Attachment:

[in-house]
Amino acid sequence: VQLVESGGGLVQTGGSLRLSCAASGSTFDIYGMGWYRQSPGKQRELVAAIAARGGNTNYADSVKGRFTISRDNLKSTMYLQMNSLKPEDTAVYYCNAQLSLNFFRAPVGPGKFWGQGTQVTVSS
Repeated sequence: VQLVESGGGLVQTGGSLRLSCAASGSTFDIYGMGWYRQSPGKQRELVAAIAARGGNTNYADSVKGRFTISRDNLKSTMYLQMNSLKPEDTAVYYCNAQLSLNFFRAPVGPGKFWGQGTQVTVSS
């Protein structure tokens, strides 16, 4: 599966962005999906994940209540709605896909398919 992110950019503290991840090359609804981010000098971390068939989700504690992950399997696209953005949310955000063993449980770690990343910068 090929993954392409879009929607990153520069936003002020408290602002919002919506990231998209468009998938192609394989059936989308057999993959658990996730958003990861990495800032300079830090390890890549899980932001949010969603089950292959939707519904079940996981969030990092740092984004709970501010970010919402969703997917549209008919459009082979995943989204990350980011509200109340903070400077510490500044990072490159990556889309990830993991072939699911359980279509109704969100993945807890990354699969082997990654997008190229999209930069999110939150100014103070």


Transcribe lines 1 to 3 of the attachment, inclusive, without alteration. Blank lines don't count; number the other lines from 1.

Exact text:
[in-house]
Amino acid sequence: VQLVESGGGLVQTGGSLRLSCAASGSTFDIYGMGWYRQSPGKQRELVAAIAARGGNTNYADSVKGRFTISRDNLKSTMYLQMNSLKPEDTAVYYCNAQLSLNFFRAPVGPGKFWGQGTQVTVSS
Repeated sequence: VQLVESGGGLVQTGGSLRLSCAASGSTFDIYGMGWYRQSPGKQRELVAAIAARGGNTNYADSVKGRFTISRDNLKSTMYLQMNSLKPEDTAVYYCNAQLSLNFFRAPVGPGKFWGQGTQVTVSS